The final three chapters of Lucky Jim play out somewhat like a fairy tale, and in these chapters it becomes clear that comic destiny will take over and comic justice will be served. Although the serendipity of the final events—Dixon learns of Margaret's deceit, Christine leaves Bertrand, Gore- Urquhart offers Dixon a job—seems entirely like a happy ending, the morality behind ending is difficult to pin down. Has Dixon truly changed at all through the course of the novel, or have his opportunities merely shifted? On the one hand, Dixon does finally become able to articulate his interior frustration with those around him. On the other hand, Dixon does not seem to have improved himself in any specific way, and Gore-Urquhart offers him the job note because of who he is but because of who he is not: "You haven't got the disqualifications." Additionally, the ethics that Dixon and Christine subscribe to at the end of the novel center hedonistically on acting on their desires, rather than taking other people into consideration.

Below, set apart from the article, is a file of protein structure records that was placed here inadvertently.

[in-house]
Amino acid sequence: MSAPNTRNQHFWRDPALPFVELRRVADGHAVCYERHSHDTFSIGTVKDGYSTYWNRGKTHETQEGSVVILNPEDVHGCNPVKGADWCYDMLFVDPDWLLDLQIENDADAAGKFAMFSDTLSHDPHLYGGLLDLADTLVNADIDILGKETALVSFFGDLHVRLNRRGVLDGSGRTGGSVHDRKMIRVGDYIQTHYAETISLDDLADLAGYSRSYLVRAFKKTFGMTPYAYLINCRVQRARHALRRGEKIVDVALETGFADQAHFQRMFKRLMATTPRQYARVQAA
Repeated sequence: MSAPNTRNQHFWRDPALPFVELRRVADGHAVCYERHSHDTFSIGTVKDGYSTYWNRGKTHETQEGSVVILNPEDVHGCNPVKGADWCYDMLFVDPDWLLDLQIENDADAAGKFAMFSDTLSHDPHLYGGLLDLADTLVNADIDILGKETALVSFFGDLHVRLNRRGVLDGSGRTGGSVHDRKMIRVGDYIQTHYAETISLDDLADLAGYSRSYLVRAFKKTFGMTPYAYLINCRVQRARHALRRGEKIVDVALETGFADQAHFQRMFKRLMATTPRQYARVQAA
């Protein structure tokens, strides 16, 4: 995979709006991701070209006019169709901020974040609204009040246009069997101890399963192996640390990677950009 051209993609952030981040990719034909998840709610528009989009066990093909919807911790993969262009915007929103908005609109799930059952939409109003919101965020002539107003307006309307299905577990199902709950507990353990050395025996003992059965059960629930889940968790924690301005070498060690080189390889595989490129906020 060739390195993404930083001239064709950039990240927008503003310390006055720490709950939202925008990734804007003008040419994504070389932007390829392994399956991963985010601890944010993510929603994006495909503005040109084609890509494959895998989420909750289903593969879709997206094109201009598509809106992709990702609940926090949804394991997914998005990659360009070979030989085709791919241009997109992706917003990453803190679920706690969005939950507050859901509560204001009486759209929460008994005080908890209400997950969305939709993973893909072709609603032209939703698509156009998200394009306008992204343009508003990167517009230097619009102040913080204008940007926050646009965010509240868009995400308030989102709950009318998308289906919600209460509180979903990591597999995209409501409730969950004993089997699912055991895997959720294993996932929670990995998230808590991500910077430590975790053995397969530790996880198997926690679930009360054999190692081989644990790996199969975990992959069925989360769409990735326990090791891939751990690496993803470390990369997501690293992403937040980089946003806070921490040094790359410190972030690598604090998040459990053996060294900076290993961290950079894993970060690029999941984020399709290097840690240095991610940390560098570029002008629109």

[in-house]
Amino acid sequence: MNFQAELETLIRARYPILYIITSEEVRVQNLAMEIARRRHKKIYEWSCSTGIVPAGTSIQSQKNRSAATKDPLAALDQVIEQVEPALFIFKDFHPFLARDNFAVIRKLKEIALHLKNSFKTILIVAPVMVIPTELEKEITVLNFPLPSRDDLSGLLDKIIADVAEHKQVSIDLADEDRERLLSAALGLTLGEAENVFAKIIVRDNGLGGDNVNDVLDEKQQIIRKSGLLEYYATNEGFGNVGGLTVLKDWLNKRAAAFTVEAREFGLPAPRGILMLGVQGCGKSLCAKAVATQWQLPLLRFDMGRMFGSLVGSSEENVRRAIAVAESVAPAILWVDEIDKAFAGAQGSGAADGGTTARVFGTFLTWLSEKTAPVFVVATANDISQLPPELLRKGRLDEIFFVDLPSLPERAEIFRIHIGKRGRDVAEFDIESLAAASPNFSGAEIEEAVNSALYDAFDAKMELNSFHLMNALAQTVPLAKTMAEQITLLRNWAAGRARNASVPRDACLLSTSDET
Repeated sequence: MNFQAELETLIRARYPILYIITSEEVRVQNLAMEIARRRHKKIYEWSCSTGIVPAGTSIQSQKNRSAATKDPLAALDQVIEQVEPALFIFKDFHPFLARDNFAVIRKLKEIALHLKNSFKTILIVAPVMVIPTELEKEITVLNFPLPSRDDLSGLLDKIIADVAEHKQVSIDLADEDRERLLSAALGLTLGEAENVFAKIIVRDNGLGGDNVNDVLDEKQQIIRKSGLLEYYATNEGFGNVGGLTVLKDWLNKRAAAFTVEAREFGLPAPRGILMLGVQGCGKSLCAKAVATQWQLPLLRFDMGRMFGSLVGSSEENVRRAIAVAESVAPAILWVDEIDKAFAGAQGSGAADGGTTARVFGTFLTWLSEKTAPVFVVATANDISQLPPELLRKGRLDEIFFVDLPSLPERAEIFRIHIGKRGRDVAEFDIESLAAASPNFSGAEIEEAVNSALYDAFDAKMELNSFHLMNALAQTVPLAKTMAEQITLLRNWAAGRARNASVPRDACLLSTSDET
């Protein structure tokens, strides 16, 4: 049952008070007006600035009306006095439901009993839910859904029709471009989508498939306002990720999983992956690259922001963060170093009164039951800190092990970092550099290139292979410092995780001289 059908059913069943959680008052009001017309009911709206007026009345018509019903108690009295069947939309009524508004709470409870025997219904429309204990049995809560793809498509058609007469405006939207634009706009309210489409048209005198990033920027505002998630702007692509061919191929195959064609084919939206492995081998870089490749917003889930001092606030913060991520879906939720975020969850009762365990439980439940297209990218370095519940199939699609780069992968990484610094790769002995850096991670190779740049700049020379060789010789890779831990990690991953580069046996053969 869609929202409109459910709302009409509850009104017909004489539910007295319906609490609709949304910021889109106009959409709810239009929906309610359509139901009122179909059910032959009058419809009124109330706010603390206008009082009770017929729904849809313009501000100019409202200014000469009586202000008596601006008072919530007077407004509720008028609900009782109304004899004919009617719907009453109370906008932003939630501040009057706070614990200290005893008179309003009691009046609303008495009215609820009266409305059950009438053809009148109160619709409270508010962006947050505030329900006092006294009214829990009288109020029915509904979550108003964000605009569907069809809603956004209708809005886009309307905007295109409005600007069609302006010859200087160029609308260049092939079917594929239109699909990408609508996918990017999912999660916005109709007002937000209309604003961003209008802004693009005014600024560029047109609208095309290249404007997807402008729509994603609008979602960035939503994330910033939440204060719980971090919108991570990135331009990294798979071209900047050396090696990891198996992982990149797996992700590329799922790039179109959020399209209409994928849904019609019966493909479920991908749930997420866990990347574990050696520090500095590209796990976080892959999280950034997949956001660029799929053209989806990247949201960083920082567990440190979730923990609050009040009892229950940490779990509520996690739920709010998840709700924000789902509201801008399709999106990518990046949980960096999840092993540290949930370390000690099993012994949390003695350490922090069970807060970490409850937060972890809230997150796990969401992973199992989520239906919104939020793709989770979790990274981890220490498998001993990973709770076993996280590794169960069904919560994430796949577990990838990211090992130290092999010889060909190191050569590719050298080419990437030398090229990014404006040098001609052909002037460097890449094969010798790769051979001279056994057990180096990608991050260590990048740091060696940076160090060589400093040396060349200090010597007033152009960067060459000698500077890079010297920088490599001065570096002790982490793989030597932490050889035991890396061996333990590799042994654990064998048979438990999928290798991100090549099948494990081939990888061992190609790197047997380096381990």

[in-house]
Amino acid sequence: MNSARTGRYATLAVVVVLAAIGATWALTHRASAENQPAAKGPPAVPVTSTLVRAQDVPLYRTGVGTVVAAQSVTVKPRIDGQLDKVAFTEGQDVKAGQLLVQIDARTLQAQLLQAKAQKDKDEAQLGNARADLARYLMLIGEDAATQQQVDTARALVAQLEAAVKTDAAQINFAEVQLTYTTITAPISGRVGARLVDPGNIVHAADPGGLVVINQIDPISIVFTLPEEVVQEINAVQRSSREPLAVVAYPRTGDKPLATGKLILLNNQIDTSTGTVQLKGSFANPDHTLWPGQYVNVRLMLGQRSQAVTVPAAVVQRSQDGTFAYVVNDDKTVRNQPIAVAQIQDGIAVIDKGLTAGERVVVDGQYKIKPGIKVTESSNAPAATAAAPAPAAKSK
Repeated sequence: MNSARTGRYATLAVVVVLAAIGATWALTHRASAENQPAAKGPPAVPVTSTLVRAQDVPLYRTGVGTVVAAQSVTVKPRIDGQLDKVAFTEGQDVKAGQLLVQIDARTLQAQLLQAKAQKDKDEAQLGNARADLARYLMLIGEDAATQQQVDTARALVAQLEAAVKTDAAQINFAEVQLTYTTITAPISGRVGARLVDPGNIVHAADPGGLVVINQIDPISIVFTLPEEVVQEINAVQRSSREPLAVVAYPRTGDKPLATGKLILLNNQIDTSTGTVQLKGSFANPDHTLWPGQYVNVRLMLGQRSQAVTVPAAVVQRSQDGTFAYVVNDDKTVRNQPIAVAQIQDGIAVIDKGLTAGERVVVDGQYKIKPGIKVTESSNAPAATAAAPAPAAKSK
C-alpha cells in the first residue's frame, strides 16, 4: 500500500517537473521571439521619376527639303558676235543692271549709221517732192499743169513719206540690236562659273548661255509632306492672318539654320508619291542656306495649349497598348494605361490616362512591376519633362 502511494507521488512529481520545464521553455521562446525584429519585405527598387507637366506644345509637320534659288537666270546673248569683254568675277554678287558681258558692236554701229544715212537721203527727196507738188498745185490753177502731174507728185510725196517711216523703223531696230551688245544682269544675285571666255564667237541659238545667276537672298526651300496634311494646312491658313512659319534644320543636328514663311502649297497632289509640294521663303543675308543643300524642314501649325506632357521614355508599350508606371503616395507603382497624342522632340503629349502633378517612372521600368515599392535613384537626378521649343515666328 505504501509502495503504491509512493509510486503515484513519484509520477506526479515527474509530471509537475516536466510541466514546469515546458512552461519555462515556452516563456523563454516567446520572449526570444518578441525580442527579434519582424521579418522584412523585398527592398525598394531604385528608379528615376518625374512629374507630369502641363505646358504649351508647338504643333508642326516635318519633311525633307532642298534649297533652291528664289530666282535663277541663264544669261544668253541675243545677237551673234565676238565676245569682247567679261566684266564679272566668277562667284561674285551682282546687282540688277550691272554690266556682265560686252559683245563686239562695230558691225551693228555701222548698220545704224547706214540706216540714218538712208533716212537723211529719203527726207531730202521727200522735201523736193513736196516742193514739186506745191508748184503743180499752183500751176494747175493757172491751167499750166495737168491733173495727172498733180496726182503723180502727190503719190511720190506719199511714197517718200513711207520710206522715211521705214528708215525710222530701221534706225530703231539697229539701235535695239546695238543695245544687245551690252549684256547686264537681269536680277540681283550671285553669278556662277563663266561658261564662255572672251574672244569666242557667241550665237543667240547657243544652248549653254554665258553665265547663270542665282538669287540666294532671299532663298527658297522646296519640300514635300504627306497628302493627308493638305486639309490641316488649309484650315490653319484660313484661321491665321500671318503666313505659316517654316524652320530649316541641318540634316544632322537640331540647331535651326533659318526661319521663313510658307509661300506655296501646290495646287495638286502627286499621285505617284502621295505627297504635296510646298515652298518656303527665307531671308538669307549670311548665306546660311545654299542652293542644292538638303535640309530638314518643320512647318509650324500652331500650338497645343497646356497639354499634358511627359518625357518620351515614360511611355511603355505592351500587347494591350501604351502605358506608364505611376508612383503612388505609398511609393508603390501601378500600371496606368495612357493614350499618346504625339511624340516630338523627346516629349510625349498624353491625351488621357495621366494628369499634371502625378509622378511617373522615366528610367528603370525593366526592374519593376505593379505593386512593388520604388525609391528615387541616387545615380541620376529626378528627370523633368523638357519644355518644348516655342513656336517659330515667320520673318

This sort of self-centered ethos can be seen in Dixon's final explosive laugh at the Welches, which also points to his new alliance with Christine. Dixon's laugh, expressive of the contempt he has felt for the Welches throughout, reminds us that Dixon has not laughed all that frequently through the course of the novel. This final laugh recalls his "anarchistic" laugh in Chapter 9 after his Evening Sun phone call to Bertrand; both of the laughs seem to be a gesture of defiance to standards shaping Dixon's life. Dixon has usually laughed alone in the course of the novel, except for select scenes in which Christine laughed with him as well. Thus we have the final angle of comic justice at the end: Dixon is united with the one other character with a sense of humor against all those who don't.